Dimovska offers resignation
Last Friday, Minister of Internal Affairs Dosta Dimovska offered her resignation to Prime Minister Ljubčo Georgievski, due to the ongoing phone tapping scandal. While denying she was directly responsible for the phone tapping, she said she accepted a moral responsibility for things that happened in the Interior Ministry under her leadership, but still felt that she had been the victim of a witch hunt by the opposition.
Later in the week, Georgievski rejected the resignation, a stance which government spokesman Milošoski says was unanimously supported by ministers as they believe Dimovska bears no responsibility for the accusations against her. Instead, she has been given a new assignment; total reform of state security structures to be conducted in accordance with international principles of protection of human rights and the specifics of the Macedonian security system.
Name negotiations draw to a close
Matthew Nimitz, the UN negotiator involved in the name discussions with Greece and Macedonia, announced this week that a final decision would be made soon and stressed that both sides had been extremely cooperative during the process. As previously reported here, several options appear to be on the table. That favoured by Skopje is believed to be a dual naming policy; the constitutional name to be used internationally and an acceptable alternative employed in communication with Greece. Those believed to have been put forward by Greece use a prefix to modify the name: Upper or Northern Macedonia.
It is also widely reported that Greece is offering a comprehensive package of aid and support if one of its nominations is accepted, including support for Macedonia's efforts to enter NATO as well as economic assistance, abolishment of the visa regime for Macedonian citizens and the introduction of work permits for seasonal workers from Macedonia.
A large group of armed persons in camouflage uniforms are reported to have been trying to enter Macedonia since Sunday, across the border near the village of Tanushevci. There are reports of firing from the Kosovo side of the border, and later in the week reports emerged of groups of armed men wearing UÇK uniforms in the village. All are as yet unconfirmed.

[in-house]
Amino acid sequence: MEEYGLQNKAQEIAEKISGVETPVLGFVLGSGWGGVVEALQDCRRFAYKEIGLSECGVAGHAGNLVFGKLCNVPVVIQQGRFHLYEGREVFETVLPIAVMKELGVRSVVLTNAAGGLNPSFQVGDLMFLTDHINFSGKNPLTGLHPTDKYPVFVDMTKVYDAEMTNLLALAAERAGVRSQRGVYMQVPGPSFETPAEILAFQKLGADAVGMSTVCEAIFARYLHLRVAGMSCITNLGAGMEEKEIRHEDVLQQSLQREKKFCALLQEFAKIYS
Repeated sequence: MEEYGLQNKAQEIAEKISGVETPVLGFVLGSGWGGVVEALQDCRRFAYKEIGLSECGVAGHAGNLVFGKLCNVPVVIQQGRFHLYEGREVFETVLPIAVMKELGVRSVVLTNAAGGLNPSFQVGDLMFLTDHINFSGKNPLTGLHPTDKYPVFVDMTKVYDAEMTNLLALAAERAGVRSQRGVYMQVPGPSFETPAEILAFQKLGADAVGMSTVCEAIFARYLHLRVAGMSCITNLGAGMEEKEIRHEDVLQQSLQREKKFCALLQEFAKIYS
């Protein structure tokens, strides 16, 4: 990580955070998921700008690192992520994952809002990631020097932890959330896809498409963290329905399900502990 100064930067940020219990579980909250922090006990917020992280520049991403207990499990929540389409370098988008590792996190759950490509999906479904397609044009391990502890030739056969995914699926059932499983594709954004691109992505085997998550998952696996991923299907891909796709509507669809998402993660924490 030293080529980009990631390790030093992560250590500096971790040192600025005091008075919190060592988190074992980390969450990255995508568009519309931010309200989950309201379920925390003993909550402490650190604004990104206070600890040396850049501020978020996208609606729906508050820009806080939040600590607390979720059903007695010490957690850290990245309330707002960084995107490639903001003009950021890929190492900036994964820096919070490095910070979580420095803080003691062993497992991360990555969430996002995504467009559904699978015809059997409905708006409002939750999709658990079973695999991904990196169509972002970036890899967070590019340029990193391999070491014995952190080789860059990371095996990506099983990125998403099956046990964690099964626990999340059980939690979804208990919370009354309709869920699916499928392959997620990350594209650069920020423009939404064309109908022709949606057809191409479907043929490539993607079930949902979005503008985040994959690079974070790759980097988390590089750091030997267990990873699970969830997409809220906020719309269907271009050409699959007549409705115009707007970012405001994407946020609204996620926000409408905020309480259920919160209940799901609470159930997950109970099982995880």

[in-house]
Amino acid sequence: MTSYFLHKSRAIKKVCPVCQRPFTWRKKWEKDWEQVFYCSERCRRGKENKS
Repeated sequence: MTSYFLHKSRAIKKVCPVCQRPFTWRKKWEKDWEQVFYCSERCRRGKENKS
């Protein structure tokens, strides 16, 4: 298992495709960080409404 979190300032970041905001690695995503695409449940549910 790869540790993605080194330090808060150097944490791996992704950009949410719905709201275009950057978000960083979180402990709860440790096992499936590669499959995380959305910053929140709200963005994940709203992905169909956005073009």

In response, Macedonia has raised the level of combat readiness of ARM units and contacts between Macedonian state officials and NATO, KFOR and UNMIK intensified. KFOR Commander Carlo Cabigiosu pledged on Wednesday to step up patrols along the Macedonian border. It is widely believed that the incidents are related to current events in southern Serbia.
Pre-summit economic forum
Prior to the Skopje Summit on the Collaboration Process in Southeastern Europe, an Economic Forum was held. Economic and finance ministers requested faster realization of the Stability Pact economic package and are expected to enact an action plan for regional economic collaboration, mainly in the sphere of electric power connection, gas and oil pipeline systems. The session concluded that a free economic zone in the Balkan countries is a main precondition for joining EU structures.
And in other news...
- Ljubčo Georgievski had his first meeting with Serbian Prime Minister Zoran Đinđić on Monday in Belgrade.
- Police arrested a truck driver near the town of Gostivar on Saturday who was carrying 100 kg of hashish.
- A Macedonian delegation left for Slovenia's capital Ljubljana on Wednesday to continue talks on the division of federal assets of the former Yugoslavia.
- Police arrested 75 migrants from Moldova, Romania and Ukraine at the Macedonian border who were trying to cross illegally into Greece headed for other EU states.
Eleanor Pritchard, 23 February 2001
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